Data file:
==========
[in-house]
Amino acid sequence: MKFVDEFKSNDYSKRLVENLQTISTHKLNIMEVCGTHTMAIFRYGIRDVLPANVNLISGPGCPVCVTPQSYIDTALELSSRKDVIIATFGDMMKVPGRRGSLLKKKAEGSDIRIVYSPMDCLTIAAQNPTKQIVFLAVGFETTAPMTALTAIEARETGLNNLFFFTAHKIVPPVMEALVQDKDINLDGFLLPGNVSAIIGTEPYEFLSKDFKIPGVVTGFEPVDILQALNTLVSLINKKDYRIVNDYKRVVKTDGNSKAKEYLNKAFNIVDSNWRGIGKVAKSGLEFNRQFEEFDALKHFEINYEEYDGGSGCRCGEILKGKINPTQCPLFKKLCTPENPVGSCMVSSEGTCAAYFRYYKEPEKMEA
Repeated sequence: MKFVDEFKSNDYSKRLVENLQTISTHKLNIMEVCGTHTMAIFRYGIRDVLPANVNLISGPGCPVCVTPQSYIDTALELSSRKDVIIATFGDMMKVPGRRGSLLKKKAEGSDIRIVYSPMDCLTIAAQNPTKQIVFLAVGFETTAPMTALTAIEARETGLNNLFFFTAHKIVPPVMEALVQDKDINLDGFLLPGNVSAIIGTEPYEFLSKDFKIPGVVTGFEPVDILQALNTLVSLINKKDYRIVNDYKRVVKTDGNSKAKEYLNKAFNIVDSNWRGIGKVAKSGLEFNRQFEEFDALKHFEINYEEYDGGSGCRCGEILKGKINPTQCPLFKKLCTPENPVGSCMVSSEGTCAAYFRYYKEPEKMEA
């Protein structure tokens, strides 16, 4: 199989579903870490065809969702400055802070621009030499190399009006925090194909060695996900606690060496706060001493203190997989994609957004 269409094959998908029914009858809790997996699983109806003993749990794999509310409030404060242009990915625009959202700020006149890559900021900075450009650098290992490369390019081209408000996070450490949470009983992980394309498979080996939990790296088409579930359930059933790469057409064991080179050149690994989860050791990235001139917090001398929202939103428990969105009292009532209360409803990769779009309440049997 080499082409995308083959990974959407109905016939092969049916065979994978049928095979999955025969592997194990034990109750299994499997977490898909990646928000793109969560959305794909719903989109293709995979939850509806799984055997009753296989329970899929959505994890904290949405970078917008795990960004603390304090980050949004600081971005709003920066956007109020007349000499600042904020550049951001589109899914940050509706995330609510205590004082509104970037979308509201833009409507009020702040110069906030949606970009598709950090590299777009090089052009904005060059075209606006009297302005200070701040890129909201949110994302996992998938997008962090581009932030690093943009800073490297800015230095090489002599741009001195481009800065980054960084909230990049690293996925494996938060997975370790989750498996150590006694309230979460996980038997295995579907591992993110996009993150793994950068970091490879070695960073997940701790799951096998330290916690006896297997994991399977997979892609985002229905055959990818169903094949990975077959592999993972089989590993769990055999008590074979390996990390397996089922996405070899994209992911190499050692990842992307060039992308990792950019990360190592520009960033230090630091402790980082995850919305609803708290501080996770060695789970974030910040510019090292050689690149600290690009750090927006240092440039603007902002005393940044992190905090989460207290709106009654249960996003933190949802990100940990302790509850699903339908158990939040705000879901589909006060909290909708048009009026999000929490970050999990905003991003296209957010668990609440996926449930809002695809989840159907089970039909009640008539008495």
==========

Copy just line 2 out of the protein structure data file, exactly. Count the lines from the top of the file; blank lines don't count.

Amino acid sequence: MKFVDEFKSNDYSKRLVENLQTISTHKLNIMEVCGTHTMAIFRYGIRDVLPANVNLISGPGCPVCVTPQSYIDTALELSSRKDVIIATFGDMMKVPGRRGSLLKKKAEGSDIRIVYSPMDCLTIAAQNPTKQIVFLAVGFETTAPMTALTAIEARETGLNNLFFFTAHKIVPPVMEALVQDKDINLDGFLLPGNVSAIIGTEPYEFLSKDFKIPGVVTGFEPVDILQALNTLVSLINKKDYRIVNDYKRVVKTDGNSKAKEYLNKAFNIVDSNWRGIGKVAKSGLEFNRQFEEFDALKHFEINYEEYDGGSGCRCGEILKGKINPTQCPLFKKLCTPENPVGSCMVSSEGTCAAYFRYYKEPEKMEA